Kitty Holt chair puts focus on scleroderma research

John Nash

Sept. 23, 2008

Kitty Holt chair puts focus on scleroderma research

Charleston – Friends and family of Charleston resident Kitty Trask Holt have donated more than $1.3 million to help researchers at the Medical University of South Carolina (MUSC) find a cure for scleroderma, the disease that claimed her life on June 15, 2008.

Inspired by her unfailingly positive attitude, Holt’s friends and family began looking for a way to honor her courageous battle with scleroderma while helping put an end to its devastating effects. They decided to establish the Kitty Trask Holt Endowed Chair for Scleroderma Research in her honor at MUSC. In October 2007, Holt, her family, and friends began raising funds for the chair and through their efforts collected over $1.2 million prior to Holt’s passing this spring.

Holt had been living with scleroderma for about 25 years before her death. As the disease progressed, she suffered a gradual loss of independence, giving up her career as a real estate agent, as well as hobbies and normal household chores. Nevertheless, she maintained a positive attitude toward life throughout her illness.

“Throughout all this, the Lord has greatly blessed me with wonderful doctors, terrific friends and the most supportive husband and family that anyone could have,” Holt said, shortly before her passing. Scleroderma, or systemic sclerosis, is an autoimmune connective tissue disease in which the body’s immune system leads to an overproduction of collagen that is then deposited in the skin, blood vessels and internal organs. This often results in hardening of the skin (scleroderma means “hard skin”) and decreased function of organs, such as the lungs and gastrointestinal tract.

MUSC President Raymond S. Greenberg, M.D., Ph.D., stated that the establishment of the endowed chair will accelerate scleroderma research.

“For more than 30 years, MUSC has been regarded as a leader in the field of scleroderma research and patient care,” Greenberg said. “Yet much work remains to be done. The Kitty Trask Holt Endowed Chair for Scleroderma Research will enable us to support a world-renowned authority in scleroderma research, greatly accelerating our efforts to develop new treatments and ultimately a cure for this debilitating disease.”

According to Richard M. Silver, M.D., distinguished university professor and director of the Division of Rheumatology at MUSC, “Scleroderma is an ‘orphan disease’ that does not receive as much attention or funding by the National Institutes of Health or the pharmaceutical industry as other autoimmune diseases. The Kitty Trask Holt Endowed Chair for Scleroderma Research will provide much needed support to assure that the cutting edge scleroderma research being conducted at MUSC will continue as long as the need exists.”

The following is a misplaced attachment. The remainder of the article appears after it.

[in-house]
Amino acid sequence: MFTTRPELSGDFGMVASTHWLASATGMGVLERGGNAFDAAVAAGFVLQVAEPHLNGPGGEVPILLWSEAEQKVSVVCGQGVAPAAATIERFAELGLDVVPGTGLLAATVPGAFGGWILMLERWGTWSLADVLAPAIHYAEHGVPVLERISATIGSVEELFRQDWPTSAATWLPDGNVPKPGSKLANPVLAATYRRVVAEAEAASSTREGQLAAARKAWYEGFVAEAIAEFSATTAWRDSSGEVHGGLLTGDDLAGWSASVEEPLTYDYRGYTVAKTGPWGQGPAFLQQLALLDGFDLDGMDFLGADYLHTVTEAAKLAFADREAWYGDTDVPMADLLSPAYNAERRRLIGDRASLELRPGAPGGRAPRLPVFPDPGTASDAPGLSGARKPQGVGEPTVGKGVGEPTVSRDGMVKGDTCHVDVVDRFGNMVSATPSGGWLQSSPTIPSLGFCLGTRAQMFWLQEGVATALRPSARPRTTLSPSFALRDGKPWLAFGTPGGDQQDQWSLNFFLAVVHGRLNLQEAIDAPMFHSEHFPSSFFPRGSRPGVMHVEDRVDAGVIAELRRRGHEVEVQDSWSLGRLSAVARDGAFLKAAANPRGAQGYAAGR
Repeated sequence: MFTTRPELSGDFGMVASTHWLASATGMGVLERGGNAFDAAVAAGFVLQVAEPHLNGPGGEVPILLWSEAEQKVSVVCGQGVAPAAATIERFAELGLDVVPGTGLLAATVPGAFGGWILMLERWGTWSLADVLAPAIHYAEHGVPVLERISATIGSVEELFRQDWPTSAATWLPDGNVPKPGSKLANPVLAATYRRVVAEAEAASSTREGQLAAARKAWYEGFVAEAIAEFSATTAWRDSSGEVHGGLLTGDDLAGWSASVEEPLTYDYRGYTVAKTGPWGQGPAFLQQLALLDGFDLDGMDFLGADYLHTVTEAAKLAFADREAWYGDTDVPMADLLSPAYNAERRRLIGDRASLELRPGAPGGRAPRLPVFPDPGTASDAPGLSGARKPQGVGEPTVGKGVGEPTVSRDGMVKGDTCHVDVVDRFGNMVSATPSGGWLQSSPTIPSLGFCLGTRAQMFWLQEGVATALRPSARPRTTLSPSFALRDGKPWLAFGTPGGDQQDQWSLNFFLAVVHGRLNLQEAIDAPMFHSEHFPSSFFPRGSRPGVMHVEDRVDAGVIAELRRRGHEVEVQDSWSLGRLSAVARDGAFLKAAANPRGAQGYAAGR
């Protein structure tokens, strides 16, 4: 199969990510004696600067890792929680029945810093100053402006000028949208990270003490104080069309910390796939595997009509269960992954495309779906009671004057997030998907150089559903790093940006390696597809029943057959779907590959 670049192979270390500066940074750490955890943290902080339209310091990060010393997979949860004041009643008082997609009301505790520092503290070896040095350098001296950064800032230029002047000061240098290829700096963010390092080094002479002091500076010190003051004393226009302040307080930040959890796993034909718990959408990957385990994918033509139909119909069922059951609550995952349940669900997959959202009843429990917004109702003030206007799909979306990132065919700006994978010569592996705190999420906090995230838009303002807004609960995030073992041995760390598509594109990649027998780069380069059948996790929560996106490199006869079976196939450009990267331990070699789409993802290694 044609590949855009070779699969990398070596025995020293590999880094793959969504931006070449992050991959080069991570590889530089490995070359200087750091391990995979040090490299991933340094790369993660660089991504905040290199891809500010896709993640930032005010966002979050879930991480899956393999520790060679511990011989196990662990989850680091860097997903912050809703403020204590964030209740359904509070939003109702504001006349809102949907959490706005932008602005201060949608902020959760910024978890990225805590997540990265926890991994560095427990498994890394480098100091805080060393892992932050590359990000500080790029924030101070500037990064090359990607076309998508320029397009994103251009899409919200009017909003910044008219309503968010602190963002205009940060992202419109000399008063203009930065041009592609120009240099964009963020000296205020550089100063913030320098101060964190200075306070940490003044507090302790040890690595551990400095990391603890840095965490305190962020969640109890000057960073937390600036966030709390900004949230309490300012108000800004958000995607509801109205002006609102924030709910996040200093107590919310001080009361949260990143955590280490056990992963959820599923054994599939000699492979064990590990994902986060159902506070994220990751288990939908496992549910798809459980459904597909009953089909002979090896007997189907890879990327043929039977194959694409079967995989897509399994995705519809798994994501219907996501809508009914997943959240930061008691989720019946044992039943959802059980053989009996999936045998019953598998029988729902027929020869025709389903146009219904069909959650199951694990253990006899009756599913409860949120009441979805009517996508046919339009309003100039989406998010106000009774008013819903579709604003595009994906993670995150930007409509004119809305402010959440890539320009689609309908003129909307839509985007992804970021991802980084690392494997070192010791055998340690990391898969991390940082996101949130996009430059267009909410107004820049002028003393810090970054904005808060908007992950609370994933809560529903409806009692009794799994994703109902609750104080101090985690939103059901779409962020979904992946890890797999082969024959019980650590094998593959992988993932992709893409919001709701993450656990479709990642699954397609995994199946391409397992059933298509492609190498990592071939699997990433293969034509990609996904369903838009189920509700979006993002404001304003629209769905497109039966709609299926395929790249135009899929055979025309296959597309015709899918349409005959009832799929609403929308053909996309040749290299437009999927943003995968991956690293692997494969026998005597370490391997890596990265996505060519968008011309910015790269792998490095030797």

An endowed chair is a fund used to recruit and support a world-renowned researcher, educator or caregiver to an educational institution. The chair is usually established by a philanthropic gift, which is invested in a professionally managed fund. The principal, or “corpus,” remains in this fund, generating interest income that is used to attract and support a leading scientist and/or educator. Because only the investment income may be spent, the corpus portion of the endowed chair exists in perpetuity, creating a permanent means of supporting medical research.

“Kitty touched so many people as she courageously fought her battle with scleroderma,” said James B. Edwards, D.M.D., president emeritus of MUSC and close friend of Ed and Kitty Holt. “Because of Kitty and her determination to help others who suffer from scleroderma, this newly created chair provides so many patients and their families a renewed hope that a cure is on the way.”

About MUSC

Founded in 1824 in Charleston, The Medical University of South Carolina is the oldest medical school in the South. Today, MUSC continues the tradition of excellence in education, research, and patient care. MUSC educates and trains more than 3,000 students and residents, and has nearly 11,000 employees, including 1,500 faculty members. As the largest non-federal employer in Charleston, the university and its affiliates have collective annual budgets in excess of $1.6 billion. MUSC operates a 750-bed medical center, which includes a nationally recognized Children's Hospital and a leading Institute of Psychiatry. For more information on academic information or clinical services, visit or